Sky conditions: Partly to mostly cloudy with mostly low level clouds.
Isolated rainshowers. Convective clouds begin about 07 30N and that
means vertical development extending to 30-50,000ft. Increased chance of
rainshowers and thunderstorms.

ITCZ: The most active part of the Inter-Tropical Convergence Zone (ITCZ)
is now along 170W to 180W between 2N and 7 30N. There remain widespread
areas of wind 30-40kts in heavy rainshowers and thunderstorms. However,
last 24hrs, the ITCZ has become less active, but you will likely
experience squalls and thunderstorms.

Ocean Current: You are currently in a west setting current of about 0.2
to 0.3kts so that is not helping your southerly progress. The good news
is the current changes direction at about 06 00N to eastward flowing at
about 0.4 to 0.5kts; ie the North Equatorial Counter Current. That
should help in hindering your westward movement. The NEEC extends to
about 00 30S. In the lighter winds south of the ITCZ, it may be possible
to row/drift eastward. We don't quite yet know the full impact of the
current and the opposing wind on your boat, but hopefully it will
benefit your goal of getting south of the Equator before Tuvalu.

Forecast below is for a SWerly course.
Date/Time HST Wind kts Seas (ft)
02/1800-04/0900 ENE 17-22 7-9
04/0900-06/0000 ENE 15-20 6-8
06/0000-08/1800 ENE 12-17 6-7

Next Update: Monday, 06July

11 comments:

  1. Roz, I am a 40 year old college student that balances two businesses and classes. I am taking a public speaking class and one speech topic is a person of inspiration and you will be the topic. Just-F-Do-It is the title. Maybe it will increase your book sales.

    What University did you attend and were you on the row team? How does ocean rowing compare to running a marathon? Does your body get use to the rigors of ocean rowing?


    ~ Greg

    ReplyDelete
  2. Roz,

    I was wondering if you had a little keel.. You might need to add a center/dagger board for the South Pacific.

    For those of you wondering why, check out this on the Tradewinds. The image show the Atlantic but the same thing occurs in the Paficic.

    Right now (closer to the equator) the winds will turn more easterly pushing her further west (slightly off course but the winds are mostly behind her beam.. ie. side). The deeper Roz gets into the South Pacific the more the wind will shift towards her bow (the front) and maybe even move forward of the beam depending on where she crosses the equator. This will drive her even further west and maybe even a little north (especially while she rests and sleeps).

    We had 10,000 lbs of lead in our six foot keel to help us during our trip. I have nothing but respect and admiration for your efforts!!

    I've created an interactive blog map and added you to our example sites. Clicking on the interactive map allows you to see all your blog posts on a persistent "blog navigation map". The map stays in place while the blog posts open up below!!

    I did the same for Zac Sunderland who at the young age of 17 is only 500 miles away from completing a 24,700 nM 390 day single handed circumnavigation (by sailboat) to become the youngest person to ever do so. I can also easily add the dynamic geoblog maps (like on our site) to your blog if you are interested (for free). Please leave comments on friendfeed or contact us.

    ReplyDelete
  3. Thanks Roz for the running Q&A. Every day I wake to amazing surprises and learning opportunities here. Thanks again and again. It was really good -- and surreal -- to listen to you live yesterday! Now, thanks to Nicole I know to tune in Fridays at 10 AM Hawaii Time at http://live.twit.tv/ ... great to hear you laughing as you bounce and bob aboard Brocade

    Thanks Chris for your contribution. It never ceases to amaze the ways you seafarers support each other ... and what can be done with web technology ... and to discover hidden treasures ... like Jake Dylan. Congrats ;-D

    ReplyDelete
  4. Hi Roz, I’ve been following your blog for the last few weeks. Can’t wait to read your latest updates. You’re so brave going out there alone. I would get soooo scared!!! Do you ever? Best wishes. EW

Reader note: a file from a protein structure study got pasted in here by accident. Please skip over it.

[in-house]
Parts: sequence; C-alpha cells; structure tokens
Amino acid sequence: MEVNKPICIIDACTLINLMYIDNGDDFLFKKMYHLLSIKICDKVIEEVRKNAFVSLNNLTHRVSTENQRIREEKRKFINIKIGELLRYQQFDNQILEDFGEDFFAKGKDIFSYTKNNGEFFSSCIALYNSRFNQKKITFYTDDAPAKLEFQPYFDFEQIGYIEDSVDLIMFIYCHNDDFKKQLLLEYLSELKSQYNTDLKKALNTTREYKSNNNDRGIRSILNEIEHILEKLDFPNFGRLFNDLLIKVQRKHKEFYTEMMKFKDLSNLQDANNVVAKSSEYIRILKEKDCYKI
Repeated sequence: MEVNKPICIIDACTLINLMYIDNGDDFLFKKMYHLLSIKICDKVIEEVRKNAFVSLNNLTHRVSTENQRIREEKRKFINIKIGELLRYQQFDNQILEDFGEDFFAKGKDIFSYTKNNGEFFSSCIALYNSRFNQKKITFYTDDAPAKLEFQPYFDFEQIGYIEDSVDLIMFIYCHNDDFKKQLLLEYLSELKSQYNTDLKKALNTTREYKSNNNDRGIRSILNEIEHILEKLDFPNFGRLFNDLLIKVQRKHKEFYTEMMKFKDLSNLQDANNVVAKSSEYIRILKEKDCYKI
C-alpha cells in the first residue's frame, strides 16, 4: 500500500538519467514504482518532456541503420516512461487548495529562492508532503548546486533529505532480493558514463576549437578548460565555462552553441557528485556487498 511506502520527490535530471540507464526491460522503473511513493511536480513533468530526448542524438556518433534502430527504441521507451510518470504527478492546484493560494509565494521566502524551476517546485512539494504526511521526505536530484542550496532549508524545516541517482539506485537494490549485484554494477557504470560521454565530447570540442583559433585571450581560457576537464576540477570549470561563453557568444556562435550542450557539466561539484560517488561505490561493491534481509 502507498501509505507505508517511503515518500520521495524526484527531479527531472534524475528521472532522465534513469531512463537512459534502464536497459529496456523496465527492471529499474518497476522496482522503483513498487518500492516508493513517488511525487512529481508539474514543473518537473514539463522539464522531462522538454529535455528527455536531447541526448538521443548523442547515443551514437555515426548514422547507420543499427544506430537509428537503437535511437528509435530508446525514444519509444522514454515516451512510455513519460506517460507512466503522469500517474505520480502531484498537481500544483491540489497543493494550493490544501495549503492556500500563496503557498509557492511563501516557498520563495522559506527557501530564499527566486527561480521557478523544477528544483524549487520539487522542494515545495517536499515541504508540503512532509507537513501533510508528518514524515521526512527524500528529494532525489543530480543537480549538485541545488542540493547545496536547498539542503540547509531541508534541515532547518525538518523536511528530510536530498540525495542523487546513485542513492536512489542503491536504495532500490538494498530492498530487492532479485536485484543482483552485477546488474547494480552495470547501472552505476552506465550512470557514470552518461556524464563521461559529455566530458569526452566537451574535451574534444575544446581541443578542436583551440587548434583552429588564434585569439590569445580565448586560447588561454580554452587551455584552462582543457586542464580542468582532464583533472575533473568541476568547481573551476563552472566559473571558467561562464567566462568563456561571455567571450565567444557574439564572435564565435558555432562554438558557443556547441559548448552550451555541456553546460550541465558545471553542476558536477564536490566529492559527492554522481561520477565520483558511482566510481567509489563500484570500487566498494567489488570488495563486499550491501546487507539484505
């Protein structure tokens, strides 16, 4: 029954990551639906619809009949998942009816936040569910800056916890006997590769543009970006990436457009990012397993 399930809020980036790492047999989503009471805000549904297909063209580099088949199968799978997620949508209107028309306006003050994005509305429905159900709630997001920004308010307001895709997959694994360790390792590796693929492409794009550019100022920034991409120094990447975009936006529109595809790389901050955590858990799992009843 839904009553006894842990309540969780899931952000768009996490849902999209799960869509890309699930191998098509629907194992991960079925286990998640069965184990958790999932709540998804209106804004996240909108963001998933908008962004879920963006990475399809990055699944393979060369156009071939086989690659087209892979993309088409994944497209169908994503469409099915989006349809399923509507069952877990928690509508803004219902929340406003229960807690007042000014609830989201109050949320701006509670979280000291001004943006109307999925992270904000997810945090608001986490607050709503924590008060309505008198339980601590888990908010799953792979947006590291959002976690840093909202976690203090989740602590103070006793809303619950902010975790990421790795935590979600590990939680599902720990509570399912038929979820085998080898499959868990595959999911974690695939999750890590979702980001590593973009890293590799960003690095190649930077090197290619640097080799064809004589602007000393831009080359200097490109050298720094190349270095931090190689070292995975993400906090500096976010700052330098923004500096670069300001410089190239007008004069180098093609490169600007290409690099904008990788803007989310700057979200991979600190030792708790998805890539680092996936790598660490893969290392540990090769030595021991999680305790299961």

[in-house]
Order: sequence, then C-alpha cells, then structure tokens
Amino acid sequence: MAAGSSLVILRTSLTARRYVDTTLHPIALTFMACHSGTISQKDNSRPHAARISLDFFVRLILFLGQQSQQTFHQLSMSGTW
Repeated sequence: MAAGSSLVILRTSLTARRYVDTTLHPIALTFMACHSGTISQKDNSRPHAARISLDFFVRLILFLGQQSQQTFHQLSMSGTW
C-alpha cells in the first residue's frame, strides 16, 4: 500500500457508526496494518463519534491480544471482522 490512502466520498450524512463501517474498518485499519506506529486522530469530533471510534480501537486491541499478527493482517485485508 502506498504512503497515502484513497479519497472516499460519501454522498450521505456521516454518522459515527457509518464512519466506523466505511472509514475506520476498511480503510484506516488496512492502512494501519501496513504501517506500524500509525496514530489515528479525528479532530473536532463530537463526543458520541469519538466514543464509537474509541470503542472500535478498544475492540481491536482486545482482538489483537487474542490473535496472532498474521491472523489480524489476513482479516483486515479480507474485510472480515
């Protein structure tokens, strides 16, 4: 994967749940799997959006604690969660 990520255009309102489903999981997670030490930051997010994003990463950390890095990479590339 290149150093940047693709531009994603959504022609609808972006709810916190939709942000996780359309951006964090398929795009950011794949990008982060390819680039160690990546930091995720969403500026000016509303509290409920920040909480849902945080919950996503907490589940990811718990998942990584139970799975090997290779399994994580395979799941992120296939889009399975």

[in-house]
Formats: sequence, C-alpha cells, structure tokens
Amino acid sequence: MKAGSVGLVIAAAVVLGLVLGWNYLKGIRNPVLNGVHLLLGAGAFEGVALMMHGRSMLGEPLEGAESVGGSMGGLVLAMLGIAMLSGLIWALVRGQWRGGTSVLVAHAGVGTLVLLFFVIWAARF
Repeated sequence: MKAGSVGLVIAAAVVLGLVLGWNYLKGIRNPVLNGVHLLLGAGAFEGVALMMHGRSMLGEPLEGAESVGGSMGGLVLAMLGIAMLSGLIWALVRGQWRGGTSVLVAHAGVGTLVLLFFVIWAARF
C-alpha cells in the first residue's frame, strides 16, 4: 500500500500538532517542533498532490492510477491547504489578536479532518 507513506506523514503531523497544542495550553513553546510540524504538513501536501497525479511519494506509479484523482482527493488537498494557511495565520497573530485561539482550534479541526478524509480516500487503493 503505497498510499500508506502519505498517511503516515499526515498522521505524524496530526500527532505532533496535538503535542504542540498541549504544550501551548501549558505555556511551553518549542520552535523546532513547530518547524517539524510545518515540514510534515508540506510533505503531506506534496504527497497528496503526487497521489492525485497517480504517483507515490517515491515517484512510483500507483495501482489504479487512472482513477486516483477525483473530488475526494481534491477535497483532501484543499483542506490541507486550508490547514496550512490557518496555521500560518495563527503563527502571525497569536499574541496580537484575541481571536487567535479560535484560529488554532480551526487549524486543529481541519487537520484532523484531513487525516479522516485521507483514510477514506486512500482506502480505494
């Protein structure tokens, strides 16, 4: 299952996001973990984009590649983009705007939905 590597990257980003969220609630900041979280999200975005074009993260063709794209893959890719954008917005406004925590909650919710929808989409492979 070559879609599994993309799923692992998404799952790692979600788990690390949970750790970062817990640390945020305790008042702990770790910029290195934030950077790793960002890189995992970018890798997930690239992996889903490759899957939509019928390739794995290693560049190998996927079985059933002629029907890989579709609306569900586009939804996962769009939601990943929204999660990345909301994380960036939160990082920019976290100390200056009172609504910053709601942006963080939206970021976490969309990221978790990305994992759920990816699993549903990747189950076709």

ReplyDelete
  5. I guess the downside to being an awesome communicator and teacher is that people would rather learn it all from you rather than go on a personality-less fact-checking interwebs mission.. :D

    Thanks for answering my question anyway. :)

    I hope today is a great day.

    ReplyDelete
  6. Anonymous5:29 pm GMT

    Roz, I would glady swim behind your boat in your inspirational wake to help you stay on course but for now if our mind is clear and your oars be straight...to England(I mean Tuvalu) Enjoy nature's friendlies and with head held high set your sights on the goal in our hearts for you...fare well....Jim

    ReplyDelete
  7. Want to see how ROZ's BROCADE looks like underneath and all around it? I made a video of the BROCADE at http://lorrinleevideo.com/rozsavage ...enjoy!

    Lorrin

    ReplyDelete
  8. Roz, you should be enjoying a parade with brilliant red banners ... to offset the ghostly gray day and the bashing battering blather of 'the blue' ... here is a doting ditty I dare you bellow to the fallow as you row, or croon to the tune: We're off to see the wizard ... with minor rhythmic adjustments, of course. There surely is room for you to flesh it out with improvements and improvisations if you like.

    We're loath to say we love you
    But we love you to bits, dear Roz!
    Because, because, because, because, because ...

    Because you live life - there is no time for wallow in blahs
    Alas you're a lass we dare say has no flaws
    Gives her all, bares her soul, indeed there are no laws
    No Jaws, no blahs, no bras, no gauze, no pause ...
    Who wants to be a lizard? We love your wizardry, Roz!

    ReplyDelete
  9. John Kay12:01 am GMT

    Lorrin Lee - Thank you for a beautiful presentation. I have wanted to see how Roz's boat looked after a full refit and paint and now I have. Aside from that, your film is beautifully put together and I'm sure Roz will treasure it.

    ReplyDelete
  10. Roz,

    Given some weather info you can estimate the distance of those black clouds. For example, if the bottoms of the clouds are at 1000 m, and those cloud bottoms are just touching your horizon, they are 114 to 117 km away. That's for perfectly flat seas. Estimates get more difficult when waves come into the picture, and you cannot see your horizon.

    Triple the height of the clouds and the distance you are seeing the clouds goes up by the square root of 3. It sounds like a great distance, but it is not unusual for suburban dwellers to see details of clouds across their urban area 30 to 50 miles away.

    Rick

    ReplyDelete

Note: only a member of this blog may post a comment.